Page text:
Swiss Life Holding generated a profit of CHF 314 million in the 2017 financial year (2016: CHF 359 million).
The annual profit of Swiss Life Holding consisted mainly of dividends, guarantee fees and interest income within the Group, as well as investment income. Dividend payments from subsidiaries to the holding company increased from CHF 519 million to CHF 555 million during the year under review. Guarantee fees including processing fees on new loans came to CHF 44 million (previous year: CHF 49 million). New loans totalling EUR 41 million were awarded to Group units in Germany and France to finance new real estate projects. The volume of loans to Group companies increased from CHF 708 million in the previous year to CHF 758 million. Interest earned on loans to Group companies amounted to CHF 24 million (previous year: CHF 32 million). The decline in interest income is due to new loans awarded at lower rates in accordance with the current interest rate environment.
As at the end of the year Swiss Life Holding had assets (liquid funds, debt securities, investment funds and equities) of CHF 1743 million. Liquid funds reduced from CHF 119 million to CHF 65 million, and debt security, investment fund and equity holdings increased from CHF 1321 million to CHF 1647 million. All debt securities are eligible for repo transactions. Earnings from investments in bonds and fund units rose from CHF 36 million to CHF 44 million.
All loans granted internally and external investments in foreign currencies are fully hedged with currency futures. The cost of hedging during the reporting period was CHF 18 million (2016: CHF 16 million). The investment book value decreased from CHF 3716 million to CHF 3416 million during the reporting year due to an allowance of a subsidiary.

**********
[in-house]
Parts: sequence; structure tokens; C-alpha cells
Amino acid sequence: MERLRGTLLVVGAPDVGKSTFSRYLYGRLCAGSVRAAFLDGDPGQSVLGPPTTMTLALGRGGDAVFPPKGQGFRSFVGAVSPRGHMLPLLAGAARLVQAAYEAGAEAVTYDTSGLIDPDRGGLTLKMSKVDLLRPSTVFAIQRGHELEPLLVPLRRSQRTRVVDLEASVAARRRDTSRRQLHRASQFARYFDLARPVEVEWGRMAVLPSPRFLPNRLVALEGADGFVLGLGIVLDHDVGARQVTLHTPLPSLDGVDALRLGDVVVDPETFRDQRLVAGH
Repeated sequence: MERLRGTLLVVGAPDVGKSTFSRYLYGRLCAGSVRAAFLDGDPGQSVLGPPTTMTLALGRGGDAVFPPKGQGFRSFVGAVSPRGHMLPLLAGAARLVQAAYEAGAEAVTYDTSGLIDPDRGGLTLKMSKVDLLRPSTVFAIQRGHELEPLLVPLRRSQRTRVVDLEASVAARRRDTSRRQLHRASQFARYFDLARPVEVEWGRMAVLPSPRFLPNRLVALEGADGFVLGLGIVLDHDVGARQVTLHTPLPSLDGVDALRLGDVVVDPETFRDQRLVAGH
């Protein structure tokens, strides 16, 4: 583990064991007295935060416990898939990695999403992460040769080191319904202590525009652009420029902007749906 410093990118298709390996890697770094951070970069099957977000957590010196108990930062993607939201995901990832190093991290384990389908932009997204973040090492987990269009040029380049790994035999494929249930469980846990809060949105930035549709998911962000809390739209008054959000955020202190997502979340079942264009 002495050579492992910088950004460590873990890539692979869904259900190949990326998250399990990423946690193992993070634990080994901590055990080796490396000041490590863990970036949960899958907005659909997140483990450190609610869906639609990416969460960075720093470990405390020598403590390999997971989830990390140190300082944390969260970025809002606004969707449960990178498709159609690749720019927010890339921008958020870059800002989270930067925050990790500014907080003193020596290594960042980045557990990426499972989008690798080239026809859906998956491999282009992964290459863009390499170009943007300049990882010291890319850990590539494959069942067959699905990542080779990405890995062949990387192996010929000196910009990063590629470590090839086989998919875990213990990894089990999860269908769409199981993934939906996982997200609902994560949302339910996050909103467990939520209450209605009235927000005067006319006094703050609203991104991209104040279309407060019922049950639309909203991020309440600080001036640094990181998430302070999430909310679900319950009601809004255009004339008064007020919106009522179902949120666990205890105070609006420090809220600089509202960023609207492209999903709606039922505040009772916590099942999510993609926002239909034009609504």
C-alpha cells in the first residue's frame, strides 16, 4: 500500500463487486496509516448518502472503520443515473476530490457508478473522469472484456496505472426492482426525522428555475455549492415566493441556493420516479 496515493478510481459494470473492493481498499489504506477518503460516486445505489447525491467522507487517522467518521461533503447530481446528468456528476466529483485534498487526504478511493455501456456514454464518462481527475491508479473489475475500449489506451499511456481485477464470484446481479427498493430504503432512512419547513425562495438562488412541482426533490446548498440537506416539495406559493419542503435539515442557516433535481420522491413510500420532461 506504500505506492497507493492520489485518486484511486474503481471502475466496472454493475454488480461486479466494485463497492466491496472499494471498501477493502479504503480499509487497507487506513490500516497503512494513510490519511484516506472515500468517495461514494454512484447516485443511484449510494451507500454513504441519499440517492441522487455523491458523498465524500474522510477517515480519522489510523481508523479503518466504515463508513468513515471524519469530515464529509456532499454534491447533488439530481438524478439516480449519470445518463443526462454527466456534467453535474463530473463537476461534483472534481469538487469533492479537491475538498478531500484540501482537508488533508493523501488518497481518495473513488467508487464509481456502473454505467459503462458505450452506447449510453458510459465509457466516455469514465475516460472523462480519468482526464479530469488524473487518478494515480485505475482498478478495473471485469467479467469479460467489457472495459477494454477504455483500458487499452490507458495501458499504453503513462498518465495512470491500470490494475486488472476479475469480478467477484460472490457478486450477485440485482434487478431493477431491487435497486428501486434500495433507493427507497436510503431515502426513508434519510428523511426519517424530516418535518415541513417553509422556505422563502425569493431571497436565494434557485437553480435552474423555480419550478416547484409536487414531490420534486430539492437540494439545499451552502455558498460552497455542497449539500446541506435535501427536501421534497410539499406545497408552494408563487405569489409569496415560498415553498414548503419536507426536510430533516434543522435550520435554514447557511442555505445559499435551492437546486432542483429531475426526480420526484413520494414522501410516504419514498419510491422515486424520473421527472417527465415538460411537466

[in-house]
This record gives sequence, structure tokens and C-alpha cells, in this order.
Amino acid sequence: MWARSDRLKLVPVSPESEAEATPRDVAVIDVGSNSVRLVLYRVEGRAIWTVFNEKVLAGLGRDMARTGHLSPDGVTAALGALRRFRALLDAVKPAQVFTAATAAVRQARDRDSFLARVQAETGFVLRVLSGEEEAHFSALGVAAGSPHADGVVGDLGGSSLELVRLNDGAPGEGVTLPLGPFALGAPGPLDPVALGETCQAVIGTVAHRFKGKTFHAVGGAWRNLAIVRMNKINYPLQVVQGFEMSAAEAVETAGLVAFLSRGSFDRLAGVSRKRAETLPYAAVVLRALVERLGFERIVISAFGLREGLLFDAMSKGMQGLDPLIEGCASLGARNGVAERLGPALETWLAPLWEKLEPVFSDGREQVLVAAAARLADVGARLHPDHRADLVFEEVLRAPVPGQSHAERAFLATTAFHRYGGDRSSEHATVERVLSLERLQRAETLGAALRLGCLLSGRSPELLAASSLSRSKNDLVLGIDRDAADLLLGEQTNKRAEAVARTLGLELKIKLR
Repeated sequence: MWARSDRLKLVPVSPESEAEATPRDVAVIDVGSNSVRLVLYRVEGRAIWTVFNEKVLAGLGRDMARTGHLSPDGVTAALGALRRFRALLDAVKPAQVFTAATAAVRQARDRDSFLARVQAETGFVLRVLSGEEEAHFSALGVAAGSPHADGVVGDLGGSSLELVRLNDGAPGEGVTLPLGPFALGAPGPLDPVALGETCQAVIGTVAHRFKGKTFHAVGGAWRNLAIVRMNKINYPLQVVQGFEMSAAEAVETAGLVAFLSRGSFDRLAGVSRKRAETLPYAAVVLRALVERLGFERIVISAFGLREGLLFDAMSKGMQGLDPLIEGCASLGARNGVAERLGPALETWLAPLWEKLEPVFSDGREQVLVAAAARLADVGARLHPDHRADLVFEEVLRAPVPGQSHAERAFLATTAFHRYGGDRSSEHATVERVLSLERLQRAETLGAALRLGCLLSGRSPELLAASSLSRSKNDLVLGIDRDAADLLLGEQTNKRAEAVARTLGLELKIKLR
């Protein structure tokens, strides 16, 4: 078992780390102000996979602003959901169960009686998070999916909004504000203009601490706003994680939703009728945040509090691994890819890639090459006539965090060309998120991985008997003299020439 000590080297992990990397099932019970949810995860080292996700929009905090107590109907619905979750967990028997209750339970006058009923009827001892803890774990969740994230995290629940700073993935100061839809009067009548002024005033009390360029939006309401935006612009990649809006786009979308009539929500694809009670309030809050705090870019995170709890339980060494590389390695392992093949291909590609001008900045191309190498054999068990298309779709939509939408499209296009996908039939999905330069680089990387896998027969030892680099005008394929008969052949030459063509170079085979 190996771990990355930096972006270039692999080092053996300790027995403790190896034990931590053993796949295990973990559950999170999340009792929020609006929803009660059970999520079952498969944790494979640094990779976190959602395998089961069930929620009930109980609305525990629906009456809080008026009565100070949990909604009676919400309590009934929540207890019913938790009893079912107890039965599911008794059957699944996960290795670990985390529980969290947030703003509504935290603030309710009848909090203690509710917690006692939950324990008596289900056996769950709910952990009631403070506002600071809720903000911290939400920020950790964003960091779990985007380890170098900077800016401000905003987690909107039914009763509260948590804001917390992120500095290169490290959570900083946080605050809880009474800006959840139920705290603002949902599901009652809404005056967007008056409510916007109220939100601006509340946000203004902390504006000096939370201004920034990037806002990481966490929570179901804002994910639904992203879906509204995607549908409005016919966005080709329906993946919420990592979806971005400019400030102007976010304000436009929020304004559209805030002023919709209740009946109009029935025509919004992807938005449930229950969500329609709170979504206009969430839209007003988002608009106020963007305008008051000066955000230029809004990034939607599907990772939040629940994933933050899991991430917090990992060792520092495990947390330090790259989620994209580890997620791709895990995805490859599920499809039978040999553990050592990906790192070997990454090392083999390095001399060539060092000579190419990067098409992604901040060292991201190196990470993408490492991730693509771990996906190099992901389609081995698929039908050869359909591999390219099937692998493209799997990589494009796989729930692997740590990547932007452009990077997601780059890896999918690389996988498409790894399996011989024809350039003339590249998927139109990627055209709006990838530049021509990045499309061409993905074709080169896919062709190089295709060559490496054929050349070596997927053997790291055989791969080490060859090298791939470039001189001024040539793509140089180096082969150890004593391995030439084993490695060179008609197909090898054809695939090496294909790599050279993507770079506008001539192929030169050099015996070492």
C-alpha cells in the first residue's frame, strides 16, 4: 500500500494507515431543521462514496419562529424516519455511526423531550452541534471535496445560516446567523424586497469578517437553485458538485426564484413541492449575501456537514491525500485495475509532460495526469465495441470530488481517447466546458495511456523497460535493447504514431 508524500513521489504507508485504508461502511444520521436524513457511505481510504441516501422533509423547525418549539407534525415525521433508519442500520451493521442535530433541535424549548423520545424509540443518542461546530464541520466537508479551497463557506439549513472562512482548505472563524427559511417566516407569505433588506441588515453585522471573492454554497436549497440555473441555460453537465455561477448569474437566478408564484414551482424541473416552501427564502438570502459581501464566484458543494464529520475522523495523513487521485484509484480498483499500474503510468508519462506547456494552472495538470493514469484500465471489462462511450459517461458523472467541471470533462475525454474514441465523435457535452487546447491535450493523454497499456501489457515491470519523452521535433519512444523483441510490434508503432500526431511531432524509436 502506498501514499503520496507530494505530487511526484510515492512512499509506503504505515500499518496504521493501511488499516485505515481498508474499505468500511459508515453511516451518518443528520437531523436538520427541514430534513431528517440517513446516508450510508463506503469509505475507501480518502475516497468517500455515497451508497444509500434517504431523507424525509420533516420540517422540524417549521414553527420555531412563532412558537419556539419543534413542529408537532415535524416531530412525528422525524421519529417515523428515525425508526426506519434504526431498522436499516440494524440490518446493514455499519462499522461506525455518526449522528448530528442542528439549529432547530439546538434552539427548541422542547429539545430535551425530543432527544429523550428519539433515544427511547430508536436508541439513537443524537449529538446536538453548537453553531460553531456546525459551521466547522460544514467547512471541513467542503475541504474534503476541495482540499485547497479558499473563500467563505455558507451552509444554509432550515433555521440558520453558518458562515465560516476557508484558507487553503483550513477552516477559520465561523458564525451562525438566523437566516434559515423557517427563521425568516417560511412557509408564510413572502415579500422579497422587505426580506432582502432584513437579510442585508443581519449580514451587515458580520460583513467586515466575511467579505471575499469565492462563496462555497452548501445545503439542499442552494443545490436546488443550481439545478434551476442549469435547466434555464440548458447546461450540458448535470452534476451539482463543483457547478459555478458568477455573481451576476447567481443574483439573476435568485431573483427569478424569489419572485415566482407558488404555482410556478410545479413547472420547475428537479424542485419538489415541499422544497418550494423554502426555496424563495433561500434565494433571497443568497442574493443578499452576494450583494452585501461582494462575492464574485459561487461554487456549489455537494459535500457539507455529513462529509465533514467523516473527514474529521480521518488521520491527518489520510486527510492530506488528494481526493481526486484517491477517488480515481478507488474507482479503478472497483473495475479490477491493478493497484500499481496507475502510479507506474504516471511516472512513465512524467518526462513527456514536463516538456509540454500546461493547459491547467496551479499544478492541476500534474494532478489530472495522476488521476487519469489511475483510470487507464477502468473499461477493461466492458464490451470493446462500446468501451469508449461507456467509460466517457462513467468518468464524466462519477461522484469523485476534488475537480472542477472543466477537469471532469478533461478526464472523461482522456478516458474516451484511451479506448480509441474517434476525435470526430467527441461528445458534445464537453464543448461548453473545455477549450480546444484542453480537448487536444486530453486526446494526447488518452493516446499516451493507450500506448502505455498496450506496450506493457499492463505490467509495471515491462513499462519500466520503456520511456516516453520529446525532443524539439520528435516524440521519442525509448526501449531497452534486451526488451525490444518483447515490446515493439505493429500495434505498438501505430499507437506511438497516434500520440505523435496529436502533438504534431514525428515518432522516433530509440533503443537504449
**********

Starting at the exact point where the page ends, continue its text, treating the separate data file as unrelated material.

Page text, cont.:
Swiss Life Holding’s profit distribution to shareholders in the period under review came to CHF 356 million, or CHF 11.00 per share, and was made out of the capital contribution reserve. The par value of the Swiss Life Holding share stands unchanged at CHF 5.10. The company’s nominal share capital rose from CHF 164 million to CHF 175 million. In 2017, Swiss Life exercised its right to conclude an early buyback of a convertible bond issued in 2013 and due to mature in 2020. Almost all the bond holders exercised their right to convert their bonds into Swiss Life Holding shares. Bonds with a principal of CHF 499 160 000 were converted, which led in turn to the issue of 2 141 905 new shares in Swiss Life Holding from conditional capital. The remaining convertible bonds, with a principal of CHF 805 000, were repurchased on 27 December 2017.
The conversion of the convertible bond reduced the long-term debt capital from CHF 919 million to CHF 424 million. This consists of two senior bonds in the total nominal amount of CHF 425 million, comprising a tranche of CHF 225 million with a six-year maturity (coupon 1.125%; maturing 2019) and a tranche of CHF 200 million with a ten-year maturity (coupon 1.875%; maturing 2023). These debt financing instruments were issued in 2013. Interest on the bonds came to CHF 7 million.
Staff costs and operating expenses including taxes came to CHF 21 million (2016: CHF 15 million). The increase is due to the stamp duty on issues resulting from the convertible bond conversions.